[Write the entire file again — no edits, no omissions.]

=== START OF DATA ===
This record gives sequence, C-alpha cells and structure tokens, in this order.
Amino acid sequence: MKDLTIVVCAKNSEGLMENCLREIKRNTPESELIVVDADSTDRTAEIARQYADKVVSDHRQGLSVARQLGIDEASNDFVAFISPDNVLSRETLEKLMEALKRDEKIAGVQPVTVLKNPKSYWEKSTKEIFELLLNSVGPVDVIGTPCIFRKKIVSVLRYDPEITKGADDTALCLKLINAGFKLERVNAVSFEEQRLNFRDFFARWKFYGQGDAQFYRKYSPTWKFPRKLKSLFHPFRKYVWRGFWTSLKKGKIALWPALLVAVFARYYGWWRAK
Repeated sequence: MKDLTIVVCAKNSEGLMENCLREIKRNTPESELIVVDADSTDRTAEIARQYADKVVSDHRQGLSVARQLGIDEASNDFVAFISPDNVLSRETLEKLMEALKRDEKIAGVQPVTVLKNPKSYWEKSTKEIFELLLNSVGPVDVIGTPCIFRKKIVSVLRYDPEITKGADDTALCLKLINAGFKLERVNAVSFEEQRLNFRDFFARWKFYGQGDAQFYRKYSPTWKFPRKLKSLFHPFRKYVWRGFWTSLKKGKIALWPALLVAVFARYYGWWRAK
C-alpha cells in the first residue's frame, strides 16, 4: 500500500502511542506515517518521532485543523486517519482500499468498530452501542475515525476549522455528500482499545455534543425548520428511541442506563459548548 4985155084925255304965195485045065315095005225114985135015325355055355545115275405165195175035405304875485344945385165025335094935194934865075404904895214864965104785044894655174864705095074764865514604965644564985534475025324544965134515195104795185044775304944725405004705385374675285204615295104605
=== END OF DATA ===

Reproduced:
This record gives sequence, C-alpha cells and structure tokens, in this order.
Amino acid sequence: MKDLTIVVCAKNSEGLMENCLREIKRNTPESELIVVDADSTDRTAEIARQYADKVVSDHRQGLSVARQLGIDEASNDFVAFISPDNVLSRETLEKLMEALKRDEKIAGVQPVTVLKNPKSYWEKSTKEIFELLLNSVGPVDVIGTPCIFRKKIVSVLRYDPEITKGADDTALCLKLINAGFKLERVNAVSFEEQRLNFRDFFARWKFYGQGDAQFYRKYSPTWKFPRKLKSLFHPFRKYVWRGFWTSLKKGKIALWPALLVAVFARYYGWWRAK
Repeated sequence: MKDLTIVVCAKNSEGLMENCLREIKRNTPESELIVVDADSTDRTAEIARQYADKVVSDHRQGLSVARQLGIDEASNDFVAFISPDNVLSRETLEKLMEALKRDEKIAGVQPVTVLKNPKSYWEKSTKEIFELLLNSVGPVDVIGTPCIFRKKIVSVLRYDPEITKGADDTALCLKLINAGFKLERVNAVSFEEQRLNFRDFFARWKFYGQGDAQFYRKYSPTWKFPRKLKSLFHPFRKYVWRGFWTSLKKGKIALWPALLVAVFARYYGWWRAK
C-alpha cells in the first residue's frame, strides 16, 4: 500500500502511542506515517518521532485543523486517519482500499468498530452501542475515525476549522455528500482499545455534543425548520428511541442506563459548548 4985155084925255304965195485045065315095005225114985135015325355055355545115275405165195175035405304875485344945385165025335094935194934865075404904895214864965104785044894655174864705095074764865514604965644564985534475025324544965134515195104795185044775304944725405004705385374675285204615295104605